Discover the best spots across Uganda for seeing these great apes…Chimpanzees are in decline across their range: in parts of Africa, they are clinging on by their fingertips. But well-managed Eco-tourism has the power to help protect the forests that are crucial to their survival.
The Albertine Rift, where East Africa meets the jungles of the Congo, is an excellent spot for a primate-watching adventure. Truly vast in its biodiversity, it harbors most of Africa’s chimps as well as more endemic wildlife species than any other Eco-region on the continent.
Uganda is arguably the pick of the lot, due to its prime habitats not only for chimps but also for mountain gorillas, golden monkeys, and other primates. But it’s not the only option, as travelers to these regions will discover…
1. Kibale National Park, Kanyanchu
Best for Photography
Kibale is the world’s busiest chimpanzee tracking destination in Uganda. Accommodation is plentiful and the terrain is mostly flat and easy, with little undergrowth. One-hour sightings can feel crowded, with groups taking turns, but it is also possible to book a full-day Habituation Experience year-round. This may yield sightings that, though less predictable, are lengthier and quieter. There is a chance that you may meet elephants in the park, too, which can be unnerving, but you will be with an armed guide who can fire a warning shot if necessary.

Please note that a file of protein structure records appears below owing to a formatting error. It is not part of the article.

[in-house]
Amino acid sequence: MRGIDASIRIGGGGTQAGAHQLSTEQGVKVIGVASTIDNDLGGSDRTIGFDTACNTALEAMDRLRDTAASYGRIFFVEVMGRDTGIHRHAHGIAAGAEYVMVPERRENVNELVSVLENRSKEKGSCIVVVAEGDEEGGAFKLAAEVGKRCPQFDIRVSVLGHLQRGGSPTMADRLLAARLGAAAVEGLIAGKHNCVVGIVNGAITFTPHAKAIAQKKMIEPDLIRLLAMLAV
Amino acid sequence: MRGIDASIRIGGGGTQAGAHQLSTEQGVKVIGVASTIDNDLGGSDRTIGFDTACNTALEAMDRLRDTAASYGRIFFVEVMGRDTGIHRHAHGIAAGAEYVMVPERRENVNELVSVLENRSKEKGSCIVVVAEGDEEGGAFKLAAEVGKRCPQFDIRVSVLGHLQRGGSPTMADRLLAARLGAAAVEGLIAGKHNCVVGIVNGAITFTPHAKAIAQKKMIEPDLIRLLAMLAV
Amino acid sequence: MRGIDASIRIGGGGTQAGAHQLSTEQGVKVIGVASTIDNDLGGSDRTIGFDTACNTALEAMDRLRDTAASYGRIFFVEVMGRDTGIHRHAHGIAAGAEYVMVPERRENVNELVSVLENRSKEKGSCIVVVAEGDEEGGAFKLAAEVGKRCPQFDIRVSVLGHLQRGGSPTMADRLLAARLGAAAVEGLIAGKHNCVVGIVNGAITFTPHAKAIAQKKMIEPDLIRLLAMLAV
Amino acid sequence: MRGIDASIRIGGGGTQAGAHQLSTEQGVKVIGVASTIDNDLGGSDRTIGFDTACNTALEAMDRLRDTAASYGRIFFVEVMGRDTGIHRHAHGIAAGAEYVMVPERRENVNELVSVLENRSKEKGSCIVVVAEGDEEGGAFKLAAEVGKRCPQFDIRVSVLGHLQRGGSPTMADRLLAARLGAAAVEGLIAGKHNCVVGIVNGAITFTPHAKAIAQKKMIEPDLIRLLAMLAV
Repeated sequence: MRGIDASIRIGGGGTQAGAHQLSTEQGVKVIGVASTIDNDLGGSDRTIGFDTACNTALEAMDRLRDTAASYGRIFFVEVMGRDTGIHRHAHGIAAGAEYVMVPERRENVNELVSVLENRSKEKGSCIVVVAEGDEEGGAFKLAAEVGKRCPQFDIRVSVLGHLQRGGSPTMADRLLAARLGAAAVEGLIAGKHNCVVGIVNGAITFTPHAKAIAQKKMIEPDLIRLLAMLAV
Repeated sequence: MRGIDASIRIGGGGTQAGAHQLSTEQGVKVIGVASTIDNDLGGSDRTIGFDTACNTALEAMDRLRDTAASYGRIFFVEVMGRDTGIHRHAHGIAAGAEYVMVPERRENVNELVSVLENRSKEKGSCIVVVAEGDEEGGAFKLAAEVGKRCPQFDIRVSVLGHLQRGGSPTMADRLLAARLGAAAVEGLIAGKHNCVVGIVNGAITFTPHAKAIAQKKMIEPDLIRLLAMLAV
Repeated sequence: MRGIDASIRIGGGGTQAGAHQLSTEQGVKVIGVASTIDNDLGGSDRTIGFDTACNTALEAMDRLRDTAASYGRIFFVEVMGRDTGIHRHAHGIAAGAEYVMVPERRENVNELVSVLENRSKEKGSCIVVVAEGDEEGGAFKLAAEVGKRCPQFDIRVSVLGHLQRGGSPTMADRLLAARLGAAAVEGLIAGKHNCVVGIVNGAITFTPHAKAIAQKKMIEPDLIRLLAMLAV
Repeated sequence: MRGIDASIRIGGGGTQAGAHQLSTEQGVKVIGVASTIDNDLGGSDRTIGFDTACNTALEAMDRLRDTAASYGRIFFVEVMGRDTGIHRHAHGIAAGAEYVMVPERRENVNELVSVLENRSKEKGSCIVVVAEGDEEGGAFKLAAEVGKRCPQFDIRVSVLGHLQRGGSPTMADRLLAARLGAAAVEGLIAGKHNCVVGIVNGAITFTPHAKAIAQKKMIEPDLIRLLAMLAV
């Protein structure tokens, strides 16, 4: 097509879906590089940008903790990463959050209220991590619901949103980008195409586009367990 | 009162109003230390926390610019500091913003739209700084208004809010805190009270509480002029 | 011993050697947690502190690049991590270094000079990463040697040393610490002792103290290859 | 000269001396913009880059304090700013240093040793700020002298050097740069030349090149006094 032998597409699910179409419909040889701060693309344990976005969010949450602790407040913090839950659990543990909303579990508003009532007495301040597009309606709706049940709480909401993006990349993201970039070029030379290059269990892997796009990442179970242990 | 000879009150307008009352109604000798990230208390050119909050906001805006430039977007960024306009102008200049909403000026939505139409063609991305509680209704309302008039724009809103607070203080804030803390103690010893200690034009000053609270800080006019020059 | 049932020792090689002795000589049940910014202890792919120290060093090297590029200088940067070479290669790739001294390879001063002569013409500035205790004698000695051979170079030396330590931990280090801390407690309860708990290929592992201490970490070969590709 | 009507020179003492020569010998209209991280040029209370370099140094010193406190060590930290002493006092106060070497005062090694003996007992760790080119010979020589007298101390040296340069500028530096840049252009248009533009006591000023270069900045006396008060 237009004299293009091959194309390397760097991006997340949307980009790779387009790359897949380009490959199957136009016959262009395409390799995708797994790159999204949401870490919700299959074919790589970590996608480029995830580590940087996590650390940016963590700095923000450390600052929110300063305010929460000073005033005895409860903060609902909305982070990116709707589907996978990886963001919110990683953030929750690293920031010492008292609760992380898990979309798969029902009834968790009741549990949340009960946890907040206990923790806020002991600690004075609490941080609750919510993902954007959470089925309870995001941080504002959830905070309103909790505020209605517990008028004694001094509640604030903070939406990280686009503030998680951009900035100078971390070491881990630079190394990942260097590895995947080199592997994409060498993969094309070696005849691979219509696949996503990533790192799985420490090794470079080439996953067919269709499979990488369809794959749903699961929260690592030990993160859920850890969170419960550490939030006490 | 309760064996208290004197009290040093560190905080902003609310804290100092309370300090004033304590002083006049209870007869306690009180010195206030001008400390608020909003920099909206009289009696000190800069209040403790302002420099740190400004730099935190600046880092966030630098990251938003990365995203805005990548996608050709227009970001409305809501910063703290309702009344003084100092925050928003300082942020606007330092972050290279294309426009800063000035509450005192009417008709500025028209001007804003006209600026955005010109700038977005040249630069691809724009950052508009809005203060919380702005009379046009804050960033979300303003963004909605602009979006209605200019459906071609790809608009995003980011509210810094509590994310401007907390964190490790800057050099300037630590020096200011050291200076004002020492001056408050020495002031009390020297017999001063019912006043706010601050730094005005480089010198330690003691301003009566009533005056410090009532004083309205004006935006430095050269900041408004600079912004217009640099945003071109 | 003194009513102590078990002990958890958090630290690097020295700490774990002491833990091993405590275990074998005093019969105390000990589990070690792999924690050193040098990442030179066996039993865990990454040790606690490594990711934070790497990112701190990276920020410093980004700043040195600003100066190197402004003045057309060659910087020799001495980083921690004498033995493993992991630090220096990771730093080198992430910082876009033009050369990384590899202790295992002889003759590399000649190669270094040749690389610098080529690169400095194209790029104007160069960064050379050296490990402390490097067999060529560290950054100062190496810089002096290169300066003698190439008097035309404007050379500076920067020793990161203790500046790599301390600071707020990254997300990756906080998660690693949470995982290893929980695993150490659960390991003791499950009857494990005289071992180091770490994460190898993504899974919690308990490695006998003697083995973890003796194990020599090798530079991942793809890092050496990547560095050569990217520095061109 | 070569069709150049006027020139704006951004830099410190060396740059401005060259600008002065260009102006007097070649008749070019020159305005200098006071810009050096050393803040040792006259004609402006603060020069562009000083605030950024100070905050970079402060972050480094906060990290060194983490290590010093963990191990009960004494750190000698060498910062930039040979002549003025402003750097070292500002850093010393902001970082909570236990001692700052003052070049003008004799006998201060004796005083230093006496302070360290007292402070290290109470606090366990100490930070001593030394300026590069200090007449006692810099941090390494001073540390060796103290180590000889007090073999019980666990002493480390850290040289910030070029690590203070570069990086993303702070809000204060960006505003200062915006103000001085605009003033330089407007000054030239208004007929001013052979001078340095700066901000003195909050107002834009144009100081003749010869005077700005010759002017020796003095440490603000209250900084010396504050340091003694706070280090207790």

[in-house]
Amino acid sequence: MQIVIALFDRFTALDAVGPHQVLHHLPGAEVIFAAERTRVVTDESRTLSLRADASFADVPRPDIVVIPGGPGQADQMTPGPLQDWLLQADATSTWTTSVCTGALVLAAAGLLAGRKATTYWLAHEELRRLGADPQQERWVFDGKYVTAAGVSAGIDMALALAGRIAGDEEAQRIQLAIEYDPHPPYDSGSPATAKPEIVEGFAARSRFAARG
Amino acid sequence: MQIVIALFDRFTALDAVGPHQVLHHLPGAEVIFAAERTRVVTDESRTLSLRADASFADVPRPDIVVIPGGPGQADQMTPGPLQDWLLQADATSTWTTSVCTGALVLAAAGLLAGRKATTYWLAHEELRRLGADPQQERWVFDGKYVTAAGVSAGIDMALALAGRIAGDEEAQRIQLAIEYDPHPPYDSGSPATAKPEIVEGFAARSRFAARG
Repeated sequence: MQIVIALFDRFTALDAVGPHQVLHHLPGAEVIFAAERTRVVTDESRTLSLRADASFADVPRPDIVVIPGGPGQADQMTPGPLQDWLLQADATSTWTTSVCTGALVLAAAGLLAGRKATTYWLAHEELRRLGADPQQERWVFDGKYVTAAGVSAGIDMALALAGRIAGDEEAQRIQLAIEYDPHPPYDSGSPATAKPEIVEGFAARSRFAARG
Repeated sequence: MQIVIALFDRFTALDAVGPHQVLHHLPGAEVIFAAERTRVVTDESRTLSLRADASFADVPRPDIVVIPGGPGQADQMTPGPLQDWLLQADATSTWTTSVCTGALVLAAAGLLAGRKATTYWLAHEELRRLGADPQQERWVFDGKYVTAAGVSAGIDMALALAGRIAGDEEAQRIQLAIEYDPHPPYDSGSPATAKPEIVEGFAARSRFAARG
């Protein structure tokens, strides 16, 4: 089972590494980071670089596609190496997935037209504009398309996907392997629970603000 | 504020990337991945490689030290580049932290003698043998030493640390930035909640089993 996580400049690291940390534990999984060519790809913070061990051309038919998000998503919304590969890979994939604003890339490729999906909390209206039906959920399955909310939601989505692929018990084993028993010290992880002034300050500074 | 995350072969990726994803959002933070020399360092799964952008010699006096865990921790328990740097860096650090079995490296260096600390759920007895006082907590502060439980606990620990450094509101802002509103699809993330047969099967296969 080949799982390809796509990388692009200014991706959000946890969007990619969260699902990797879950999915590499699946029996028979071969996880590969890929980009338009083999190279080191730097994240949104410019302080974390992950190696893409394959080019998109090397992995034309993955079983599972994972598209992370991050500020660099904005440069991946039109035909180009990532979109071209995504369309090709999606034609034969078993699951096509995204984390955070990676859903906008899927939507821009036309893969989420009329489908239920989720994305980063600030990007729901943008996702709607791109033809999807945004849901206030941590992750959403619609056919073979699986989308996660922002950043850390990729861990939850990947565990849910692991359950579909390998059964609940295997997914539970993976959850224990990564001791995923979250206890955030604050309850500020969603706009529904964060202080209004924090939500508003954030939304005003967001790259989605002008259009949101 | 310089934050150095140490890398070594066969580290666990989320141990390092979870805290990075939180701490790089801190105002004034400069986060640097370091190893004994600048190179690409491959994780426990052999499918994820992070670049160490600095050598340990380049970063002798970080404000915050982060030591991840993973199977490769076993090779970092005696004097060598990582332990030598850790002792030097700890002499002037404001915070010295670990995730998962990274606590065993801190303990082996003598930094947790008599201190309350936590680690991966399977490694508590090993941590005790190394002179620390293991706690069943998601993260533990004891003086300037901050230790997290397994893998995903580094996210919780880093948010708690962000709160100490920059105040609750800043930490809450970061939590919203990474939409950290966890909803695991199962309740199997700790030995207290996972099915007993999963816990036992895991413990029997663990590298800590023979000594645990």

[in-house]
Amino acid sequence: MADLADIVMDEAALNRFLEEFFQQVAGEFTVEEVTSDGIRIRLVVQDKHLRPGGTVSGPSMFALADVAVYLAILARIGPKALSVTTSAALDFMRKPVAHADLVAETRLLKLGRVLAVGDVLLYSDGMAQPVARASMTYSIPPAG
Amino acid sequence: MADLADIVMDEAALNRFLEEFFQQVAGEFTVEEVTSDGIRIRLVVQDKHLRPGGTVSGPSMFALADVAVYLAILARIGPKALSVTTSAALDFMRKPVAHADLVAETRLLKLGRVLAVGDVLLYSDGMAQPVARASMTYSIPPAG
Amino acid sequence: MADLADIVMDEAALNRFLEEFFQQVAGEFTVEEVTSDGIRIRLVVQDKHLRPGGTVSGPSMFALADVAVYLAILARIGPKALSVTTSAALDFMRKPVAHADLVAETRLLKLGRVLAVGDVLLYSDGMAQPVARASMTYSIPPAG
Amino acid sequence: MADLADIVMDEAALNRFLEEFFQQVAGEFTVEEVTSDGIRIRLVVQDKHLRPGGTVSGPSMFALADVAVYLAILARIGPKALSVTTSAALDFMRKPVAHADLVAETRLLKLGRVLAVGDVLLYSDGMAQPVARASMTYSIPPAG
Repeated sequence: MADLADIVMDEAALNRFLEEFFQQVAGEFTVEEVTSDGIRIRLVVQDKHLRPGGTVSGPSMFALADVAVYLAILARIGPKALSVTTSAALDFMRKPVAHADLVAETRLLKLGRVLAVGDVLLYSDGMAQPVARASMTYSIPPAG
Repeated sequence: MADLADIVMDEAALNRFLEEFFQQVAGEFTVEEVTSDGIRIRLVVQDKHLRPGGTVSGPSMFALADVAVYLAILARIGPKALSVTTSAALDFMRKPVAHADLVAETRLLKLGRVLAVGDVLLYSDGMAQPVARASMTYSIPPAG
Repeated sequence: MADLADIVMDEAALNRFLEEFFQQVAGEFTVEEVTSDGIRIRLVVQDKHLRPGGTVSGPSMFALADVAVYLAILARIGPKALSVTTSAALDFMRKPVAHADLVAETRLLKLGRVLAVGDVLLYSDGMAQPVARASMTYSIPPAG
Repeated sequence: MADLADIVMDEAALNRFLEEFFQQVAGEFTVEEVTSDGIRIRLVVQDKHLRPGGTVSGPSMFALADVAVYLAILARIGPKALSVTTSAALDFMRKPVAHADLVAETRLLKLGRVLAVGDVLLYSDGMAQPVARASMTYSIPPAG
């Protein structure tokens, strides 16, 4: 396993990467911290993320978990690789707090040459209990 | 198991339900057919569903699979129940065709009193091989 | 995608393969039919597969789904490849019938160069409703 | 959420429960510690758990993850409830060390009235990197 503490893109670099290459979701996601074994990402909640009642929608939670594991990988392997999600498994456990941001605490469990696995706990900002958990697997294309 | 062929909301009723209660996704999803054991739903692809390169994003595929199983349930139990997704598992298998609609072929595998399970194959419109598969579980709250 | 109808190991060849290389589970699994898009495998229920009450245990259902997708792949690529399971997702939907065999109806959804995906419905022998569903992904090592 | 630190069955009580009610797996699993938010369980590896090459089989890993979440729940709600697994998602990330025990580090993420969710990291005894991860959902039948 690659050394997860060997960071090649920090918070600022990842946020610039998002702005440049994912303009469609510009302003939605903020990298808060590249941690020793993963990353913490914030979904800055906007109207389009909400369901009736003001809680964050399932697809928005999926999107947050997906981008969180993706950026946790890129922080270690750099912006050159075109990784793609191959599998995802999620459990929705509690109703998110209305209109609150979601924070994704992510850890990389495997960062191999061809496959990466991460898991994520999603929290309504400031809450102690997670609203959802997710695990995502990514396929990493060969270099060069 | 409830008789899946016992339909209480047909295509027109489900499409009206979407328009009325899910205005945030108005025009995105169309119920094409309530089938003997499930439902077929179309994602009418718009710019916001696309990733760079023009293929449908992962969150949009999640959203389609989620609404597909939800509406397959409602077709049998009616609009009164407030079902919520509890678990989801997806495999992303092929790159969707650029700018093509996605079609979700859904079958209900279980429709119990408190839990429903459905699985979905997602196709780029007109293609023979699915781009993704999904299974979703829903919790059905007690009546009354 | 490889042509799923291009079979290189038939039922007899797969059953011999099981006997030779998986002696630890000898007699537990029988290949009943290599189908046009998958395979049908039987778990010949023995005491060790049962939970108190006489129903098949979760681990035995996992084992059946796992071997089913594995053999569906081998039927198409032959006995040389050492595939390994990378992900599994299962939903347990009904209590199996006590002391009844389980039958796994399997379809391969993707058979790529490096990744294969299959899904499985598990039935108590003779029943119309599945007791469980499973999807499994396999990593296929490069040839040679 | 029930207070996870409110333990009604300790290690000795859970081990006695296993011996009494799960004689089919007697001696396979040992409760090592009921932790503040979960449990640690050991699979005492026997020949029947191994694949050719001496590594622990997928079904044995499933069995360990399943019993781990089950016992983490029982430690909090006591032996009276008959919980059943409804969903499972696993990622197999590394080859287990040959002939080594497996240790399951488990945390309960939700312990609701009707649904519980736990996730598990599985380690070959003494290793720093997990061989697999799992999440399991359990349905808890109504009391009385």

2. Budongo Forest Reserve, Kaniyo Pabidi
Best for: Eco-friendliness and niche appeal
Located near Lake Albert and deep within the Murchison Falls Conservation Area, this superb reserve has over 600 chimps and a rustic eco-lodge with links to a research station. The terrain is fairly flat and tourists can either set out for a half-day, watching a habituated group for an hour or during low season (January–June, and October–December) they can spend an entire day in the forest. It’s an excellent experience, even though the canopy is denser than Kibale, making photography more challenging.
3.Queen Elizabeth National Park, Kyambura Gorge
Kyambura is a deep, forested gash in a grassy plain with a beautiful riverside path at its foot. Its small community of chimps has a heartbreaking story: isolated from the main Maramagambo forest by an overgrown village and grasslands where predators such as lions and hyenas lurk, they are already showing signs of inbreeding. You have the option of booking a guided walk in the gorge during your stay, and even if you only catch a glimpse of the chimps, the walk itself is glorious.
The park where Dr. Jane Goodall conducted her ground-breaking chimpanzee studies in the 1960s is still an important research centre. Even though the focus here is more on science than tourism, good sightings are almost certain if you have the stamina for a challenging trek. Park rangers act as guides and there is the option of no-frills accommodation in the national park rest house close to the research center.